positively tilted trough begins to move into the Central California
which will be a potentially important feature for the last half of
Memorial Day weekend.  This feature will create a response in the upper
flow pattern which will cause some shortwave energy to move out of
the Central Rockies by Wednesday and possibly still affecting the
region early Thursday.  This does appear to be strong enough to help
develop a surface low over or near the TX panhandle into
southwestern KS.  However, there is some slight disagreement in the
GFS, GEM and EC solutions on exact positioning of any surface low.
However, it does appear to stay largely South of the outlook area.
With mostly weak ridging in place, this does make sense that not
much deep moisture makes progression back into our area with theta-e
values still lower during this time.  Therefore, not expecting too
much in the way of instability to cause much in the way of severe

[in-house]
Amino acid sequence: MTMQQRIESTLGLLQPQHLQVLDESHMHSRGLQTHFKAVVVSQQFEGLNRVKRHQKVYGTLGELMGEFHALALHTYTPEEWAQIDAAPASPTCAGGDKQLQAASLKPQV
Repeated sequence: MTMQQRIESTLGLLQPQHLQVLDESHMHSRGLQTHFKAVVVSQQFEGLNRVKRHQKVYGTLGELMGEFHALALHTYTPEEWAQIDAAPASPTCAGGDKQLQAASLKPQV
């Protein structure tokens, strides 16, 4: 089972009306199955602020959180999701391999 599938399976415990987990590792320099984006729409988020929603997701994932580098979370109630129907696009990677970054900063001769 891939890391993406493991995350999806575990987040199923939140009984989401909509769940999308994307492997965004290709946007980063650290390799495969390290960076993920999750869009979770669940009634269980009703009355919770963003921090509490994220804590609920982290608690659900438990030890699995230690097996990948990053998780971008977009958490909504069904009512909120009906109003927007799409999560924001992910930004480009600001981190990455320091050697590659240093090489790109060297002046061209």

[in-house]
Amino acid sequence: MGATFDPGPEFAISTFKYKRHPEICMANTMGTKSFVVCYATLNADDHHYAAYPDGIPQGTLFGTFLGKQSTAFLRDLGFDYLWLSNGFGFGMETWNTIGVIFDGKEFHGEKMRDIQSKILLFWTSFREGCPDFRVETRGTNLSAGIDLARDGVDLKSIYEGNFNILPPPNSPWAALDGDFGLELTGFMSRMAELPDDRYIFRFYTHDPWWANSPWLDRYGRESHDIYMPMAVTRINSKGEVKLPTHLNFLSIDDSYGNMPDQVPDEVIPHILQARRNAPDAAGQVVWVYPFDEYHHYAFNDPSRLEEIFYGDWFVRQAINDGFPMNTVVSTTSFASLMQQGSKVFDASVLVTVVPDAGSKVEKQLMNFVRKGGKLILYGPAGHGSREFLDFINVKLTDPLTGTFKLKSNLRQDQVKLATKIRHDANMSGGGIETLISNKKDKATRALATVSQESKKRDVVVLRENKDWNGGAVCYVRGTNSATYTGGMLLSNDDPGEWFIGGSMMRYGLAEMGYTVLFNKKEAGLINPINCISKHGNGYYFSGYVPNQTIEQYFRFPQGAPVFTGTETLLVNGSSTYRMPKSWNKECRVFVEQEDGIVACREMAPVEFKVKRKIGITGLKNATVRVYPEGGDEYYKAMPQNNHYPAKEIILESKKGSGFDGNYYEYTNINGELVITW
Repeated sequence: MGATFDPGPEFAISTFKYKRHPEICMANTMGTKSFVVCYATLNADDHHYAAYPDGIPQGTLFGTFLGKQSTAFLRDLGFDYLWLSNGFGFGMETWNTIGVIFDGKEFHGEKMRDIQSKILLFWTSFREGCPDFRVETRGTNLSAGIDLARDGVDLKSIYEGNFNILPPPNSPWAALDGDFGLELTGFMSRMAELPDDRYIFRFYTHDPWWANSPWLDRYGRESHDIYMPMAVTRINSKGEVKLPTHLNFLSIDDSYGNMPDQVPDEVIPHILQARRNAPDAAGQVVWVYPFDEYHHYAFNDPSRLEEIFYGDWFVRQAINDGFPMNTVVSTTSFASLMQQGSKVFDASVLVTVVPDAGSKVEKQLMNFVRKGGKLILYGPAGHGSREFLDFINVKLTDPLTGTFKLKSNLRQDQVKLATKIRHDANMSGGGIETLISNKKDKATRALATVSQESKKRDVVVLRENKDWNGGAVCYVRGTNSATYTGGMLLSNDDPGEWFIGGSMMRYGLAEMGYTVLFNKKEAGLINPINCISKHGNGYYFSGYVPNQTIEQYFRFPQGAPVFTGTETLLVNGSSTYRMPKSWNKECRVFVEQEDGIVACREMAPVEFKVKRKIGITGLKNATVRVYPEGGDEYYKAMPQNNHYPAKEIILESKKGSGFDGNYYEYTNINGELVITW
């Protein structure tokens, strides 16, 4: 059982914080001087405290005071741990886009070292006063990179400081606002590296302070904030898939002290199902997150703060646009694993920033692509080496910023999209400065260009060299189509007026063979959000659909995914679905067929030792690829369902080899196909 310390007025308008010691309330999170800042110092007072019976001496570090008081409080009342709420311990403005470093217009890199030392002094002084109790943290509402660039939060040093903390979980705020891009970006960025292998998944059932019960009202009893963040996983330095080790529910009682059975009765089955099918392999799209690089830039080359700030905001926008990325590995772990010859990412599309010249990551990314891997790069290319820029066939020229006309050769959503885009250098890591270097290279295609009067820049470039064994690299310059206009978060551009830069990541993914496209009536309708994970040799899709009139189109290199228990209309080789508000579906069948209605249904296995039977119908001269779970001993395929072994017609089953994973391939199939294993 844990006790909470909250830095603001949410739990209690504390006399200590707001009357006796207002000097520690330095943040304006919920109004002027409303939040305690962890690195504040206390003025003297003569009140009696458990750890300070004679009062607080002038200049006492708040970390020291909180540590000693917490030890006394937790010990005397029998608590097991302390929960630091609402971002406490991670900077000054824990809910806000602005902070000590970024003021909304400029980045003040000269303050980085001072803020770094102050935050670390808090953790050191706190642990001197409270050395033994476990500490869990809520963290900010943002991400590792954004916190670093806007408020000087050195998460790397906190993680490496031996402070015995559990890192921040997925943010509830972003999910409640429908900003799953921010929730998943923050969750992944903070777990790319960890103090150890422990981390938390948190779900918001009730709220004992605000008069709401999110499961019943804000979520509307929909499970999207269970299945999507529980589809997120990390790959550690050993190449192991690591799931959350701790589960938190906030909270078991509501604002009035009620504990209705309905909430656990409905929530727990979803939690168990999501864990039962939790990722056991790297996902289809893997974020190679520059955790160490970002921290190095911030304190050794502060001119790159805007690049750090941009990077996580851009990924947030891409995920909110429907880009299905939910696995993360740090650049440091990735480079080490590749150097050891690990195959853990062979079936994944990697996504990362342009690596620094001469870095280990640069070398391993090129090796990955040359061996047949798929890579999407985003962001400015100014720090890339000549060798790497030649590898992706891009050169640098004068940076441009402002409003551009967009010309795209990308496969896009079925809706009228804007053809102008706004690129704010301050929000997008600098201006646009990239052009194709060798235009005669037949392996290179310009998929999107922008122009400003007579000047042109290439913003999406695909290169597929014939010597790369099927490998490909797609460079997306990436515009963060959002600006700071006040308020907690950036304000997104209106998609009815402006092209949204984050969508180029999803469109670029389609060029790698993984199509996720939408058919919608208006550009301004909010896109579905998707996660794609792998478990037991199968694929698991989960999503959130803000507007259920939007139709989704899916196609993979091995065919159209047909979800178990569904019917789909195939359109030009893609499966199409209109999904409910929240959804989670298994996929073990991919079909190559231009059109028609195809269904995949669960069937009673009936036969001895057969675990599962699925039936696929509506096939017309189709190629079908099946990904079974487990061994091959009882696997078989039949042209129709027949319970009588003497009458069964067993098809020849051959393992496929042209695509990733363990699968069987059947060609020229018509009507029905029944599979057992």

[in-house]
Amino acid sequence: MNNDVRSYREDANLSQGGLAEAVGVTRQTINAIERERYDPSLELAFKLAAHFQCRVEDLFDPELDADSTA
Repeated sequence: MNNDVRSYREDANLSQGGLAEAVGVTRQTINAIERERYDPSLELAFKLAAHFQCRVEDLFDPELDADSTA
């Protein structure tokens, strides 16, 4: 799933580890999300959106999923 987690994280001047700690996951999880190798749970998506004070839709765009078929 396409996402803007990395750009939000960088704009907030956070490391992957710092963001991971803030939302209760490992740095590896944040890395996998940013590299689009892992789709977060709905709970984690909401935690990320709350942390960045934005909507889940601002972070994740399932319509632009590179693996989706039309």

weather.  Most of the precipitation looks to be in response to
isentropic lift and vertical motion caused by the shortwave energy
associated with the troughing feature itself.  Friday and Saturday
should remain mostly dry for a nice first part of Memorial Day
weekend.  Sunday could be a different story with the upper level
pattern suggesting possibly some hint of a severe set up.  However,
this is still outside of this particular forecast time frame.
Temperatures look to remain in the 60s and lower 70s with no
significant WAA having taken place while lows should remain mostly
in the 50s.


.AVIATION...(For the 18Z TAFs through 18Z Saturday Afternoon)
Issued at 1231 PM CDT FRI MAY 15 2015

Storms moving through the area this morning have pushed north of the
terminals, although some light rain may still be seen at TOP/FOE
within the next hour.  Have left VCTS for this afternoon since there
is still a chance for some isolated storms.  Ceilings should lift
behind this rain leaving VFR conditions at all sites until early
tomorrow morning.  Between 06-08Z, sites are expected to drop to
MVFR, although IFR is possible for brief periods of time.




SHORT TERM...Hennecke
LONG TERM...67/Drake
AVIATION...Heller is the U.S. government's official web portal to all federal, state and local government web resources and services.